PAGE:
The 500 ton Barque Aurora was one of the emigrant ships owned by the New Zealand Company.She came to grief on April 27 1840 while (possibly leaving from the Northern Wairoa River) with a load of Kauri spars and mail from Port Nicholson for England. The Aurora is noted in the New Zealand Gazette & Wellington Spectator as arriving in port on 24 January 1840.
She was noted again as leaving on 5th March 1840 for Java. (I note this isn't mentioned in the text by Sir Henry Brett however eventually she would headed for England)
Below is a full account from Sir Henry Brett's Book White Wings Volume 2. Founding of the Provinces and Old Time Shipping. Passenger Ships from 1840 - 1885 (NZETC) of the Aurora and her voyage from England to Port Nicholson then to her final fate at the Kaipara Heads when leaving with her cargo.
Taking the emigrant vessels, not in the order of sailing from England, but in the order of their arrival at Port Nicholson, we have first the Aurora, 550 tons, Captain Theophilus Heale, which brought out 148 souls, 58 being males and 90 females. Among the cabin passengers were Major Richard Baker (the magistrate appointed by the New Zealand Company) and Mr. Edward Stafford, afterwards Sir Edward Stafford. Of the voyage out there is nothing of exceptional interest to record. It was very much like hundreds of other passages made in subsequent years by other emigrant ships, but there is always attaching to the well-named Aurora the special interest that she was actually the first of a long train of vessels to arrive in New Zealand with people who had come over 12,000 miles of ocean to found the Britain of the South.
Wellington people have had the good taste to give the names of their first fleet ships to various streets, and the result is that wherever one goes in the town there is a name that recalls the stirring days when the city was born. Aurora, Oriental, Tory, Cuba, Adelaide, Bolton, and so on—you will find them all figuring on the street name-plates, and you cannot help thinking it is fitting and proper that the "old barkies" should have their memories perpetuated in this way. One could only wish that the younger generations knew a little more about the real meaning of these names.
Like all the ships of the New Zealand Company, the Aurora was well victualled, including supplies of "wine, spirits, and porter," which were described as ample.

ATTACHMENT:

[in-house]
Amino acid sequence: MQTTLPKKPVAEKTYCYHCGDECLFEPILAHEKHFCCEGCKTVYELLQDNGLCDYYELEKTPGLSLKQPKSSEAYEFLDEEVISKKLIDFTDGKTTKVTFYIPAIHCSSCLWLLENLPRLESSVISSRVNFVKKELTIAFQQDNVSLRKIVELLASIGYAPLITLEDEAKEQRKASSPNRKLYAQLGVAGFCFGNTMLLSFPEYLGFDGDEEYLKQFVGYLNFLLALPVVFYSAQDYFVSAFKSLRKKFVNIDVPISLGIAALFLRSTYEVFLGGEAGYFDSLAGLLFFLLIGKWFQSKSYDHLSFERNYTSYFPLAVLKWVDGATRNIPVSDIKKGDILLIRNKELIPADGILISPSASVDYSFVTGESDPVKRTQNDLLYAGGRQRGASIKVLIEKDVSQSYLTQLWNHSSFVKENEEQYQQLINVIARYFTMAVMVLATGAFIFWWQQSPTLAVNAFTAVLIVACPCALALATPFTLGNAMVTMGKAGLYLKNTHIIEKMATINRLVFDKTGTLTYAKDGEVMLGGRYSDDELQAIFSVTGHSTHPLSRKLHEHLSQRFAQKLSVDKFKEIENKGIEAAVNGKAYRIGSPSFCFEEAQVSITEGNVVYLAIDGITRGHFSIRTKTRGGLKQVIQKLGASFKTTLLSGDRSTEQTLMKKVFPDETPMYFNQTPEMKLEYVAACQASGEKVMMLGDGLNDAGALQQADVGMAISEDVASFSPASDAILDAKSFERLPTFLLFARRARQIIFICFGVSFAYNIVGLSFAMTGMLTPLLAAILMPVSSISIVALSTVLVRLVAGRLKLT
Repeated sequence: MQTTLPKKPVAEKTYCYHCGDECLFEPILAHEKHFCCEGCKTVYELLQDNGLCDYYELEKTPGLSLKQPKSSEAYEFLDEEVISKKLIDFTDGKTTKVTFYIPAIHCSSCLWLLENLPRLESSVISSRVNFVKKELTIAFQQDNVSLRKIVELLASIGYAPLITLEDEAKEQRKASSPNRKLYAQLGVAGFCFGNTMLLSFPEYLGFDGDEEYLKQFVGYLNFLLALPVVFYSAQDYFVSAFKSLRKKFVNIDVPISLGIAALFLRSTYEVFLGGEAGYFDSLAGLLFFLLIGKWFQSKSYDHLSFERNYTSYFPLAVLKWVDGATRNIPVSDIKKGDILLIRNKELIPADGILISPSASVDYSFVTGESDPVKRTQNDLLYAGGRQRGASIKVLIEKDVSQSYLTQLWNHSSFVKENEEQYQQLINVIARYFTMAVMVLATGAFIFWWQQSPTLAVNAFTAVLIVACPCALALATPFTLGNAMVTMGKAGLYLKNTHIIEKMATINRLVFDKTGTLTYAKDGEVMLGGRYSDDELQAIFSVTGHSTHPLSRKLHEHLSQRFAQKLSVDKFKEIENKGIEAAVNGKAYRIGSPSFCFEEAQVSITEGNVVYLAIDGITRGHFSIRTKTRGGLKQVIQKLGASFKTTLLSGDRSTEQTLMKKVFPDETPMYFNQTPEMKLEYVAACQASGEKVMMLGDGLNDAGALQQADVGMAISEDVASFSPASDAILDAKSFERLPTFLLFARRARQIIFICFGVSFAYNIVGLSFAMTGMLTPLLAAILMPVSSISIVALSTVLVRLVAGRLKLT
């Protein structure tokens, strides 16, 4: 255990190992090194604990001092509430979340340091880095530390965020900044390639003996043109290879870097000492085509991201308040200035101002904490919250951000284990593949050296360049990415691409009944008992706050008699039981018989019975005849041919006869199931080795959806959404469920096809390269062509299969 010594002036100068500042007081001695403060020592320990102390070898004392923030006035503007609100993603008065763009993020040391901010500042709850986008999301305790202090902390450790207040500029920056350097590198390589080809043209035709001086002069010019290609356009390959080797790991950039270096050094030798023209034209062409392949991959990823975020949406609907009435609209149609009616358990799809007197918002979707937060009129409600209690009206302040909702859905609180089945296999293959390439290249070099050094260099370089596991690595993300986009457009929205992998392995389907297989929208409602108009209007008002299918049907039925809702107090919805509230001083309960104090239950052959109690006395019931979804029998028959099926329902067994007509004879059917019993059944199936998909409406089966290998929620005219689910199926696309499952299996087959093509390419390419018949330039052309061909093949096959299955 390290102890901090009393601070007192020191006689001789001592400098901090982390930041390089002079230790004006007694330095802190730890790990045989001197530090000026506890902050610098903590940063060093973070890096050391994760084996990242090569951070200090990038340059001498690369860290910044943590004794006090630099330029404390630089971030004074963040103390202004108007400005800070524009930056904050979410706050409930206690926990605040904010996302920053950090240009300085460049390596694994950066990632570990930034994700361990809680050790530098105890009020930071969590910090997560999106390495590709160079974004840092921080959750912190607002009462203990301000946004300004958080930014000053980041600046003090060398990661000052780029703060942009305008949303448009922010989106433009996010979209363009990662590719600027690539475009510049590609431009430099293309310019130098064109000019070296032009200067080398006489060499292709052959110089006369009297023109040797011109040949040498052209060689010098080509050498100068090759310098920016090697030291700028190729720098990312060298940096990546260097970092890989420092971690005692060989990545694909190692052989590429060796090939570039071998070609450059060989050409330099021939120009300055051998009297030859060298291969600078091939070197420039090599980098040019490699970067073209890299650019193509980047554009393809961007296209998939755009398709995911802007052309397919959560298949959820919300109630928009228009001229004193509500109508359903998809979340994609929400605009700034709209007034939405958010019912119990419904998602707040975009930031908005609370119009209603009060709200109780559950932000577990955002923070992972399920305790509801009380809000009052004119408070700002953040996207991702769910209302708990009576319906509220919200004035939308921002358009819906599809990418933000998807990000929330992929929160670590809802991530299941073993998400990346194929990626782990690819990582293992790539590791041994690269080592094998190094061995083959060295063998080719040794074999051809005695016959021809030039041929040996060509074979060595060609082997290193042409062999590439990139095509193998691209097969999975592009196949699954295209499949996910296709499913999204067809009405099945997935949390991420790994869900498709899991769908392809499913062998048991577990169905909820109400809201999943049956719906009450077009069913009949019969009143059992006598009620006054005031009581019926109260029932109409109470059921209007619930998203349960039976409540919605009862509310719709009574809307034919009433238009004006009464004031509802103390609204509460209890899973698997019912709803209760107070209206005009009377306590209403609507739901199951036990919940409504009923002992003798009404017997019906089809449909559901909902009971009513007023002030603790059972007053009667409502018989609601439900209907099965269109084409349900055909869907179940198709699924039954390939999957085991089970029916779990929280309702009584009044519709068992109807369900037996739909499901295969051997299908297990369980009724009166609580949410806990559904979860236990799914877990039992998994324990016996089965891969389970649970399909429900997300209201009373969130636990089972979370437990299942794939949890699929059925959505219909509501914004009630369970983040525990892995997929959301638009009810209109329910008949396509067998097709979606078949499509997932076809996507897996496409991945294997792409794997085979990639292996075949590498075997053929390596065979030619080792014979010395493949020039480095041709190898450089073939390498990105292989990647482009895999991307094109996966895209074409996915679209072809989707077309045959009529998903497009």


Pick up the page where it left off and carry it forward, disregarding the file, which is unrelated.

The passengers, being all picked settlers, had no difficulty in amusing themselves on the long voyage, and we read of the dancing and other forms of entertainment which are very much the sort of thing with which the immigrants of to-day amuse themselves on their brief run in steamers that keep to a time-table.
On the whole the weather was good, but off the Cape of Good Hope and in the Southern Ocean some heavy gales were encountered, and the ship lost a topmast or two, as well as a yardarm. She was a good sea boat, however, and came gallantly through it all. Christmas Day was remembered on account of an immense iceberg that was passed.
It was not until January 17th that New Zealand was sighted, and on that day the ship entered Port Hardy. There a whaler named McLaren gave Colonel Wakefield's message, which was to go on to Port Nicholson. The Aurora was off the Heads on the 20th, but a nor'-wester kept her out for a couple of days, during which time she was visited by Wakefield, who had by this time returned from his travels.
Piloted by Captain "Georgie" Young, the well-known whaler, the Aurora entered port on the 22nd of January, 1840, after a passage of 126 days. She dropped anchor about half-way between Somes Island and Petone Beach, and her welcome was a salute from the Cuba's guns.
This epoch-making voyage of the Aurora was to be her last but one. In April of the same year she left Port Nicholson for the North, and was totally wrecked on the northern head of the Kaipara Harbour when leaving the river loaded with kauri spars, and carrying Port Nicholson mails for England.